My Latest Challenge – Update #3

This is my third update about my latest challenge. For those of you new to receiving these updates – here’s the deal: I’ve taken on the challenge of completing an epic endurance event with the purpose of raising money to fight Leukemia and Lymphoma. I decided to take up this challenge in honor of my mother-in-law, Margie Griffin, who passed away from leukemia last August, and my friend Stacy Bowman, who is a leukemia survivor. My goal is to raise $7,500 to benefit the Leukemia and Lymphoma society through the Team in Training program. My personal challenge is to complete the Tour of the California Alps, also known as the Death Ride – a one day, 130 mile ride, climbing 15,000 feet, over 5 mountain passes.

If you’re interested in sponsoring me or learning what it’s all about, check out my fundraising site at Steve’s Team in Training Page Steve's Team in Training Page


Why Quit Now…
Thanks to the generous contributions of so many of you, I’ve reached my original goal of $5,000. So of course, with a few months to go before the ride, I’ve raised my goal by 50% to $7,500. After meeting so many cancer survivors and patients, I know it’s going to a great cause.

They shouldn’t call it the Death Ride, they should call it Death Training…
We’re one month into the training regimen and we’re piling on the miles. We’re routinely doing 60 miles every Saturday and will be up to 100 miles by April. The coaches make it a point to find the hilliest routes they can. We also learned that bikes work just fine in the rain. On one ride through the Oakland hills, we had to navigate around patches of ice lest we go sliding off the road. With the recent snow in the bay area, we had an even colder and wetter ride. It’s bad enough that bike shorts are akin to riding in your underwear, but when the water from the rear tire sprays up your back and on your shorts, that just adds insult to the misery. Not to mention the fashion faux pas of having a brown strip running down your spine, making you look like an enormous spandex clad chipmunk.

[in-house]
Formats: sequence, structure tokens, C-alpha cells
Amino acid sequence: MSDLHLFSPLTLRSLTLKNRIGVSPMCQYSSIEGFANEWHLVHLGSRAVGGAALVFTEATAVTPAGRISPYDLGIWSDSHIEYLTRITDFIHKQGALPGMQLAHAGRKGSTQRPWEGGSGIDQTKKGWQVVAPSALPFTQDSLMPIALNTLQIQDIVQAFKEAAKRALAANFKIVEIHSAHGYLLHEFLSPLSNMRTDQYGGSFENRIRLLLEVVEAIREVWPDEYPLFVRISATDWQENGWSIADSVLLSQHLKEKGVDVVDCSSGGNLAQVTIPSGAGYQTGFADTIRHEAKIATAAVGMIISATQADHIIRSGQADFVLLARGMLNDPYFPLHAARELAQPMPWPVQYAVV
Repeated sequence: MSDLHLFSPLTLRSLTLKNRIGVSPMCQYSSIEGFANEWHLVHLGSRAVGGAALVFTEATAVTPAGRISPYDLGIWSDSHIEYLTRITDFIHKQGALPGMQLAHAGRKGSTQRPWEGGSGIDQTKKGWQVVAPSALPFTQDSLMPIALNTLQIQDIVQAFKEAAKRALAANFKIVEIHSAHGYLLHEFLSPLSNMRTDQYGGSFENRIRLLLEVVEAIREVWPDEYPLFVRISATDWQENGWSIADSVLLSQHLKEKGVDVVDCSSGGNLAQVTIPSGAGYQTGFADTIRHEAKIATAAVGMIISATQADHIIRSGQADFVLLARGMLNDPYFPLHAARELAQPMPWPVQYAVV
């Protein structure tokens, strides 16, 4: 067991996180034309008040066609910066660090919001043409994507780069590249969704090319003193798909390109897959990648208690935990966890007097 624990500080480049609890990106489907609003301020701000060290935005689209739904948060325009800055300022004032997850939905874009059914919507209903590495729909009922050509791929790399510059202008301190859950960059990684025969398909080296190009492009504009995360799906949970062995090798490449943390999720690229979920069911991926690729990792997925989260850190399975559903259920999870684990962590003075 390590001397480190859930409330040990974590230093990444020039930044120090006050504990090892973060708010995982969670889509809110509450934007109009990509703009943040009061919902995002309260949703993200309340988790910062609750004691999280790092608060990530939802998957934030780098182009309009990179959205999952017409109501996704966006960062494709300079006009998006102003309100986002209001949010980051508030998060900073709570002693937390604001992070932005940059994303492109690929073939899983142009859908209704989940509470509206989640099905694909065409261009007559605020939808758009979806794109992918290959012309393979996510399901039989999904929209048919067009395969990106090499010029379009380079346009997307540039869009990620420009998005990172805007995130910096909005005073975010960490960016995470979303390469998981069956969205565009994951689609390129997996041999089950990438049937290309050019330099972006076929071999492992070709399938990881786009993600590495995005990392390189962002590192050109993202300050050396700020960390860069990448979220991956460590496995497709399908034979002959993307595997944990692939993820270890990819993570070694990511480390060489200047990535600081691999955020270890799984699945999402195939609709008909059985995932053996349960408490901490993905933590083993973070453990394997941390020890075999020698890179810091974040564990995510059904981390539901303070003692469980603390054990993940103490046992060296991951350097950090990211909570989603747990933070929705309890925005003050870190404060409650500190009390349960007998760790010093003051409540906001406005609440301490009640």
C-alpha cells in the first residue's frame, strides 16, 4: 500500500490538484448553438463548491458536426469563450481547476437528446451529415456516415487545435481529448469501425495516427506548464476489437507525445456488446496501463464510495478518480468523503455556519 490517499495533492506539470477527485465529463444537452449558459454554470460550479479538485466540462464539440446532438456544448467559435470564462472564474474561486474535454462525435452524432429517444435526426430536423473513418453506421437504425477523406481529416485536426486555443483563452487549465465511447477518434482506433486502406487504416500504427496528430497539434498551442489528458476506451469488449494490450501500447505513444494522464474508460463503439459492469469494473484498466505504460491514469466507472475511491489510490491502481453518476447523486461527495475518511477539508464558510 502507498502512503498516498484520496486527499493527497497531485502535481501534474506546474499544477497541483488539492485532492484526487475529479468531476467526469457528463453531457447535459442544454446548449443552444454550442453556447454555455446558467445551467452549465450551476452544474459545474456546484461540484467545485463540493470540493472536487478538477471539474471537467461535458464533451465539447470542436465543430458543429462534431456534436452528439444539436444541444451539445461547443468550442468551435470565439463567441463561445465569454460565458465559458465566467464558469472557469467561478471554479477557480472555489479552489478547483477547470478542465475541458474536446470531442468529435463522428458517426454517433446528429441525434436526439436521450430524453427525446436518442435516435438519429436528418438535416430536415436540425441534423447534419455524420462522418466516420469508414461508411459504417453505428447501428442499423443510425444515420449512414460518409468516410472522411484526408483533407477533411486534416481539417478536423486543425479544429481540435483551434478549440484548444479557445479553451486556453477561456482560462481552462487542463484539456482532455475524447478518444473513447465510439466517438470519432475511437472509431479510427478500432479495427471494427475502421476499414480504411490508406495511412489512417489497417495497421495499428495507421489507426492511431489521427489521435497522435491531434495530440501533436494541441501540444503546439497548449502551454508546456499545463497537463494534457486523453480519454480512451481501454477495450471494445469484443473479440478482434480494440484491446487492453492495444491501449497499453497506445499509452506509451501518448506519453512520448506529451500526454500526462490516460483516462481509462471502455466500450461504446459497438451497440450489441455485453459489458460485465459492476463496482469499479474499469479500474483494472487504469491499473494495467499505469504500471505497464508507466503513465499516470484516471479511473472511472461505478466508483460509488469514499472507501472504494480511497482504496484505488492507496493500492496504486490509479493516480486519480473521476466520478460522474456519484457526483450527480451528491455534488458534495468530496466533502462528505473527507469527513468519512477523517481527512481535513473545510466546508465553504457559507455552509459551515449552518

There’s a reason why the best riders are so small…
Our coaches are on the smallish side, tipping the scales at a buck fifty. I and some of my teammates tip the scales on the north side of 200 pounds. We are quick to point out to them, that because we weigh more, we’re doing much more work than they are – (a point that I proved with a lengthy physics discussion on one ride) It did not deter them from prodding us up another hill. They refer to us as “Clydesdales”. I’m beginning to think there’s a little bit of sadist in some of the coaches. If they make us pull a wagon as part of the training, I’m going to put my hoof…er…foot down.

What’s the hardest part of riding?
Some people may talk about the long hours in the saddle or the agony of leg cramps, but those are minor irritants. Come spring and summer the country roads, particularly on Mount Diablo and the Alameda Creek trail, will be besieged by the bane of many cyclists…kamikaze squirrels. I have ridden countless times down a road, approaching a squirrel that’s sitting up on the side of the pavement. As soon as you are within a couple feet, he darts right in front of you. Usually a quick swerve avoids disaster. I’ve had a couple occasions where the squirrels run between the front and rear tire. I’m just thankful that one hasn’t tried to jump through the spokes. I’ve heard riders tell their tales of broken spokes while tactfully avoiding the distasteful description of what befell the poor squirrel. I’m thankful that my lunch time rides to MC Hammer’s old house is not a squirrel-riddled route – yet.

If you want to know more about why I’m doing this and some of the tips picked up along the way, you can visit It's Not About the Back

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